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10 Camel Adaptations (Evolutionary Secrets!)

Camel Adaptations

Examples of camel adaptations includethe hump, long eyelashes, and nostrils that they can close at will. These adaptations are all geared to allowing them to live in the desert.

The camel is a formidable animal, capable of not only surviving in the desert but also living alongside humans. They are the most useful animals in the middle east, and their ability to withstand harsh desert conditions makes them the perfect companion for traveling long distances.

Camel Adaptations

1. Long Eyelashes

Camels have long eyelashes that help them keep the sand away from their eyes. In addition, camels have thick eyebrows that protect their eyes from the harsh light coming from the sun.

To top all these, camels have an extra set of protective eyelids. The eyelid has a nictating membrane, the function of which is to cover the sensitive part of the eyes when the sand is blowing in the desert. The third eyelid is what makes camels see effectively in the desert.

2. Elongated Nostrils

Camels have amazing noses. They have wide and elongated nostrils to help them cool the exhaled air. The nose also removes water vapor, allowing the camel to save water.

The camel’s nose is also a natural dehumidifier. When a camel exhales, the air cools, so the water vapor goes back to its body. Camels can also close their noses when the sand is blowing. If they do, sand cannot come in, and they stay safe—it is bad to inhale sand.

3. Thick Skin

Camels adapted to the desert by developing thick skin. This thick skin is not at all hairy, but it serves as a thermoregulator. The skin helps the camel regulate body temperature.

The thick skin also protects the camel from extreme heat. Without it, the insides of the camel will dehydrate. In addition to this, deserts can get extremely cold at night. The thick skin makes the camel feel warm when temperatures get really low. 

4. Osmotic Cells

The skin of a camel has water-storing osmotic cells. It means that the cells themselves function as a storage device.

Osmosis is a process of moving water molecules from one that has a lot of water to another that has less water concentration. Since camels have osmotic cells, it is easier for these cells to share water with each other, thus making the camel hydrated.

5. The Humps

The hump of a camel can store a lot of fat. This fat eventually gets released as energy and water when the camel needs it.

Contrary to popular belief, camels do not store water in their humps. They store energy there, and it is the secret to why camels can last for days in the desert without food and water. Their bodies are also equipped with the capability to convert this stored fat into energy.

6. Thick Lips

The thick lip of a camel allows it to eat many types of vegetation in the desert that other herbivores would typically avoid. This is how they can survive the desert despite plants not being abundant.

It is important for camels to be able to eat what is available, considering that the desert is dry land that has little vegetation. Because of these thick lips, camels can eat a cactus with no problems.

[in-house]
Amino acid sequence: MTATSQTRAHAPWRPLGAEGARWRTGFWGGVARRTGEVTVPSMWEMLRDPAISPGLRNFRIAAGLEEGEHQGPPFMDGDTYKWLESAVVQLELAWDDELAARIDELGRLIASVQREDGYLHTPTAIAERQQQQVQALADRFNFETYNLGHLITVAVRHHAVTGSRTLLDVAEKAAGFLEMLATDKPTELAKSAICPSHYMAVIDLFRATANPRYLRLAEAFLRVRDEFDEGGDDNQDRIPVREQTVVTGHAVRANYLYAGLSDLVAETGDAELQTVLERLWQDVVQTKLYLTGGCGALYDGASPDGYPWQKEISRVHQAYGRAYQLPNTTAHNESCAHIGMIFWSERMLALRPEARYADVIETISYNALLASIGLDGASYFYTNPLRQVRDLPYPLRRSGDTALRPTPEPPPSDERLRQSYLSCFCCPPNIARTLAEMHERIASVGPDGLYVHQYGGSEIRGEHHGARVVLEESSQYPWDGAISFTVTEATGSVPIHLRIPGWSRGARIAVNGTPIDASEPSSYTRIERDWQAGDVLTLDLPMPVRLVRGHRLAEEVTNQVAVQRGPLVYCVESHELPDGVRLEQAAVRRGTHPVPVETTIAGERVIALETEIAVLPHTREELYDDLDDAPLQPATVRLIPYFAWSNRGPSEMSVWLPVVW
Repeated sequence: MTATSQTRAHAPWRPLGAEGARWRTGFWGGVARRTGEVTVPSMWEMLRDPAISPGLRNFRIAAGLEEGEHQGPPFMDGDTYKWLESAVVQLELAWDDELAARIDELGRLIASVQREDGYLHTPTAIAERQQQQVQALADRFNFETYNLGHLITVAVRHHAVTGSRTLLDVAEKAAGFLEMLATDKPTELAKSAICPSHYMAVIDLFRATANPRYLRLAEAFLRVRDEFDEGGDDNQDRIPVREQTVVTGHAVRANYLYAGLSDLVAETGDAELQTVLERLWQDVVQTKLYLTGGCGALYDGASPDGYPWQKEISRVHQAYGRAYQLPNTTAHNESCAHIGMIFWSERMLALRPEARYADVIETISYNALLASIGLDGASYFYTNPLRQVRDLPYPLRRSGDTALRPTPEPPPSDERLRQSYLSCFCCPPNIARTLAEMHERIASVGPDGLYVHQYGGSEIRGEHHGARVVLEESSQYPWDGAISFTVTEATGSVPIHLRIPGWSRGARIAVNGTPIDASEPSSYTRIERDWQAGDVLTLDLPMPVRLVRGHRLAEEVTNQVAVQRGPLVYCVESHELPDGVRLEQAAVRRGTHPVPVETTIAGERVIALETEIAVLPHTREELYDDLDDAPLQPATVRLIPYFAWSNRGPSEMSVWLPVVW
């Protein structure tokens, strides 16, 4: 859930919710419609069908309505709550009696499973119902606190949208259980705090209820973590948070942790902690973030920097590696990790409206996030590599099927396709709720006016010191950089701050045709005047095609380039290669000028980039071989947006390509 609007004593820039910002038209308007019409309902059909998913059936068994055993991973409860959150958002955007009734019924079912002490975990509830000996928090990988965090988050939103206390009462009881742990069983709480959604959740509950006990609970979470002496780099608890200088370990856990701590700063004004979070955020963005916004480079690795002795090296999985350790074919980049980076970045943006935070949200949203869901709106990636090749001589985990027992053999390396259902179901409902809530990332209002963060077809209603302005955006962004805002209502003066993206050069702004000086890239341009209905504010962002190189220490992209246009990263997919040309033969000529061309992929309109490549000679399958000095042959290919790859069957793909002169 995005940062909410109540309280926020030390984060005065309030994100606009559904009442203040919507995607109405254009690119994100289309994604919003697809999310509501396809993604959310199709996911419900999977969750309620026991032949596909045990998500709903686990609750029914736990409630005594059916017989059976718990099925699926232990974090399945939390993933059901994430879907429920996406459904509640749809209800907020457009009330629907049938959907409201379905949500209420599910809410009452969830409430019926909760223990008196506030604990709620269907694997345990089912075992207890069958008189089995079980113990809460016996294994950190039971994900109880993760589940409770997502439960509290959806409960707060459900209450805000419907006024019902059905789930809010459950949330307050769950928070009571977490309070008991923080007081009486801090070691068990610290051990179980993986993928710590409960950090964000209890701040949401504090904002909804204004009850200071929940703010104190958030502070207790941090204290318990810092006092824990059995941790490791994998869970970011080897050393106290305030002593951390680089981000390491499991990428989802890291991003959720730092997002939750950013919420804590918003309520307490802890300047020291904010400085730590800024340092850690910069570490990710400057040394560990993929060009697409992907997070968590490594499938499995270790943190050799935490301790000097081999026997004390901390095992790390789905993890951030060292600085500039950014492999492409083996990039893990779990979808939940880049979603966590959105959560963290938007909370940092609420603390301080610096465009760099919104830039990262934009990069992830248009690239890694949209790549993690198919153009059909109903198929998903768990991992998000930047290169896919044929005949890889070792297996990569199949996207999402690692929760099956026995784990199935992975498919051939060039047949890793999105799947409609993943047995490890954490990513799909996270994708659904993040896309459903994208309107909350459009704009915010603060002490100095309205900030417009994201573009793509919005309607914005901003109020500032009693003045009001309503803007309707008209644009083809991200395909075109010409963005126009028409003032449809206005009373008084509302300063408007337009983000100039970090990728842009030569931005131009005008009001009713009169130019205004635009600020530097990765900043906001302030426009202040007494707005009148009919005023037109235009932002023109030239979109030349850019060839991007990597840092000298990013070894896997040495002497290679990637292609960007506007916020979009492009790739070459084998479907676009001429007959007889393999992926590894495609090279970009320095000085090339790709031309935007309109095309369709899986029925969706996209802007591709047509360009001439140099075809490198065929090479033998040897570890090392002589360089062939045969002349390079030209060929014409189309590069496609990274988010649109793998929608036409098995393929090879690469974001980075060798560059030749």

The mouth structure of a camel is hard—the camel can easily bite and munch prickly pear cactus. Their mouth has a hard palate that works like a mortar and pestle, along with their tongue and teeth.

Their lips can also wiggle separately (upper and lower lips) which allows them to get close to the food and munch better. 

7. Super Strength

Camels are super strong, and it is why humans domesticated them over 3,000 years ago. Camels can carry 600 pounds of load, and they can sustain this load for 70 miles in a day.

What makes camels so formidable is that they can walk for 12 hours straight without even drinking! They can last in the desert for 15 days without water, and they can cover up to 75 miles in a day!

8. Fast Hydration

Camels can rehydrate faster than any mammal with no health issues. They can drink up to 30 gallons in one sitting in less than 5 minutes, which many mammals cannot do.

Typically, mammals should never drink too much when extremely dehydrated, as it can cause what is called hyponatremia. It is a condition where sodium in the blood is abnormally low, and the body cannot regulate the amount of water that goes into the cells.

9. Flat Feet

Camels have evolved flat feet to help them grasp the sand better. The large and flat feet give them a better surface area and move better.

With this kind of foot, the camel has an advantage in the desert. As the camel walks, it produces less pressure, and it can move around easily.

One cool fact is that camels may have hooves, but they do not use these hooves to walk. On each leg, a camel has toes that prevent the camel from sinking. Some camels, like dromedaries, have foot pads that give them better traction on sand.

10. Long Necks

Like giraffes, camels developed long necks to make it easier for them to reach food. They can also see predators easily as they have a wider and higher view of their surroundings.

Camels developed long necks because they also have long legs. If a camel had a short neck, it would take a lot of energy for it to go down on all four legs and reach food on the ground. The long neck allows them to stay upright standing and still reach that yummy cactus.


Camels are a marvel of nature, and they are seriously adapted to their environment. Be it food storage or heat dissipation; they can withstand harsh situations in the desert.

Camels are strong, and they can carry heavy loads for dozens of miles in a day. They do not have to drink water, and their humps are excellent storage for fat and energy reserves that can keep them going.

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